Taking over as Process Excellence leader? Ten things you must do in the first 90 days
What you learn about your company in the first couple of months as Process Excellence leader is critical to determining how effective you'll be, argues contributor Debashis Sarkar. Here are the 10 things you can't afford to not to know about your company.
So you are just about to take up a new job as process excellence leader in a company. Congratulations, you’ve just entered a role where you have the ability to help your company get better financial results, make life at work easier for your co-workers, and transform the way that your company serves its customers.
Process excellence can be a powerful force for good in an enterprise, but many new process excellence leaders struggle to make their presence felt in the business, leading to frustration and sub-optimal results.
That’s why it’s critical that you use your first couple of months on the job focusing on what’s most likely to set you up for success.
So what are the things that you need to do in the first 90 days to makes sure your landing in the organisation is smooth landing and you start making impact? Here are the ten things you must know about your company:
#1: Know your company’s performance
Begin by going through the company’s annual reports to understand its performance over the last few years. Focus on metrics as revenue, cost, cash-flow, gross profit margin, net-profit margin, inventory turnover, return-on-equity, working capital, accounts payable, accounts receivable etc.
The relevance of the metrics could be based on the industry that your company is in.
Beyond financial metrics focus ascertain the performance on customer satisfaction, employee engagement, corporate social responsibility etc. The effort should to have a feel on what’s going on well for the company and what needs improvement.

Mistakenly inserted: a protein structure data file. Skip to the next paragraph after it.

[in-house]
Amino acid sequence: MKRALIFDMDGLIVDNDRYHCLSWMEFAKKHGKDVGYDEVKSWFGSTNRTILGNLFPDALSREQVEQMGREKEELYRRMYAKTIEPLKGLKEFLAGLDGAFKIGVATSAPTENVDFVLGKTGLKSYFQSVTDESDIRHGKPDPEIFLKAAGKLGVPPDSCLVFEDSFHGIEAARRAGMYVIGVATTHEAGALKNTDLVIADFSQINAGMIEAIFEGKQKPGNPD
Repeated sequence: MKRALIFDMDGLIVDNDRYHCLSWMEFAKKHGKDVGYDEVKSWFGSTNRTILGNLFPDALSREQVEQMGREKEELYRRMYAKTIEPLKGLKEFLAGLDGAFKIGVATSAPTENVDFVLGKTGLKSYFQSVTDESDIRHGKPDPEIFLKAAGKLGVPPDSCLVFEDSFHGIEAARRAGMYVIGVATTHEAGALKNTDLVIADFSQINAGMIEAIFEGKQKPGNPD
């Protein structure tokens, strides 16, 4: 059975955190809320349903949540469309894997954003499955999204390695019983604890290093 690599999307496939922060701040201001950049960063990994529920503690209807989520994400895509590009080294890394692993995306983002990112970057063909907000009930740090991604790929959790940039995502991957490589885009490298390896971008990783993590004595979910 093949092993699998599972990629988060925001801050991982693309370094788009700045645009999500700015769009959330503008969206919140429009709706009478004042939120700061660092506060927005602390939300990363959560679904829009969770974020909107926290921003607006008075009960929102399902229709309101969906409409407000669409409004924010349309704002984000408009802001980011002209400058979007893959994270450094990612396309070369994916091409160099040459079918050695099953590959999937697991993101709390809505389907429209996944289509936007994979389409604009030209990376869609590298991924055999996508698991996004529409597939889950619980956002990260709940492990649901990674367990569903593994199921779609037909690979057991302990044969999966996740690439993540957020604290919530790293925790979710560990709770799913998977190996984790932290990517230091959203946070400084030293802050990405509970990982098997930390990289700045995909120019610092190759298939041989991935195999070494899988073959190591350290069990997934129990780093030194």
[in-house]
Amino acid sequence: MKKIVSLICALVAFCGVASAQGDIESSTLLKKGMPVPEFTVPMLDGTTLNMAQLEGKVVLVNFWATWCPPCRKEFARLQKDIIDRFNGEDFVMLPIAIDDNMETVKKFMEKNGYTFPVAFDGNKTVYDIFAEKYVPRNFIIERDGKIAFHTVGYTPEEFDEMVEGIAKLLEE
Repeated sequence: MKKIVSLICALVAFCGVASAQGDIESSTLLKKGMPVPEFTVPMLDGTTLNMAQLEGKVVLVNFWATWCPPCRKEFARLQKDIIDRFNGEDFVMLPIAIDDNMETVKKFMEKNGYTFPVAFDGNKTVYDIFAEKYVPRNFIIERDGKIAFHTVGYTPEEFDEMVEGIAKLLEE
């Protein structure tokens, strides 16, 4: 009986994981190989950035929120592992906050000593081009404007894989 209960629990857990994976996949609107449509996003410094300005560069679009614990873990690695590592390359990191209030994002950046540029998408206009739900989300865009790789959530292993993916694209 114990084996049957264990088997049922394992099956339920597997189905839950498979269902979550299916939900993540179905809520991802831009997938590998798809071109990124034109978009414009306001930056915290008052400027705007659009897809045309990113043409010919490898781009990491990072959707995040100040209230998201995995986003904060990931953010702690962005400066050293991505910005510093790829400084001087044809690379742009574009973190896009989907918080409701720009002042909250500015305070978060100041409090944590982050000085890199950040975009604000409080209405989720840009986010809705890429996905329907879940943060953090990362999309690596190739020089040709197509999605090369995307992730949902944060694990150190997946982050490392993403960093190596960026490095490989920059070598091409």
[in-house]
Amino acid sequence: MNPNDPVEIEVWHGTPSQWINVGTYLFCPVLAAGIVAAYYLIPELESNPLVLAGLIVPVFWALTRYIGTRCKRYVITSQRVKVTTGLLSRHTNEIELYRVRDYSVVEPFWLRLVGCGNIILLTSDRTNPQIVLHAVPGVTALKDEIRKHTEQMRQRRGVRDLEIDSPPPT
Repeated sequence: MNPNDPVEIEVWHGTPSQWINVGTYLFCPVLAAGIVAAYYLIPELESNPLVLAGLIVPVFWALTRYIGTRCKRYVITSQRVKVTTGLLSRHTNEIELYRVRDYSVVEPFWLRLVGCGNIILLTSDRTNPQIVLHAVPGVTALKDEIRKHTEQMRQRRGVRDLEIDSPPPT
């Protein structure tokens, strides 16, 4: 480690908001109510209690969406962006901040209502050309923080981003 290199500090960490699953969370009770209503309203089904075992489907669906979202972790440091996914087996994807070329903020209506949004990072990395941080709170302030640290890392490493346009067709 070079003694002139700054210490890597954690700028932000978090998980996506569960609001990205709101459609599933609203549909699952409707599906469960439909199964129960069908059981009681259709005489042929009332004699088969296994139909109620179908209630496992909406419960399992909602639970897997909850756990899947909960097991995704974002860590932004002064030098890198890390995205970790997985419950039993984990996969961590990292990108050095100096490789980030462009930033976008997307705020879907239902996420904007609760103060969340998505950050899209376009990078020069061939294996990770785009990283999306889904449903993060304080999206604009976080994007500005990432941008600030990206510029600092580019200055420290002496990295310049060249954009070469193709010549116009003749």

# 2: Know your board members
While you may not have interaction with the board members on an on-going basis, it helps to know them especially if you need to take the board through an enterprise-wide change program which needs their blessings. Having known the names of the board members it helps to know their views on change programs. This will help you to prepare for possible questions in case in you need to take your change-program through them.
#3: Know your company’s products and services
Spend some time getting to know the various products and services your company offers and their contribution to overall revenue. For the key products ascertain their stage (launch-growth-maturity-decline) in a product-life-cycle curve. I always use the BCG’s growth-share matrix to place the various products in one of the four quadrants designated as dogs, cash-cows, question marks and stars.
What this does is make sure that your "process improvement" efforts are focussed in the relevant product areas. It does not make sense to focus on products / services which are not relevant for company’s overall performance. While looking at products do not forget to get an idea on their distribution and delivery system that takes it to the customers.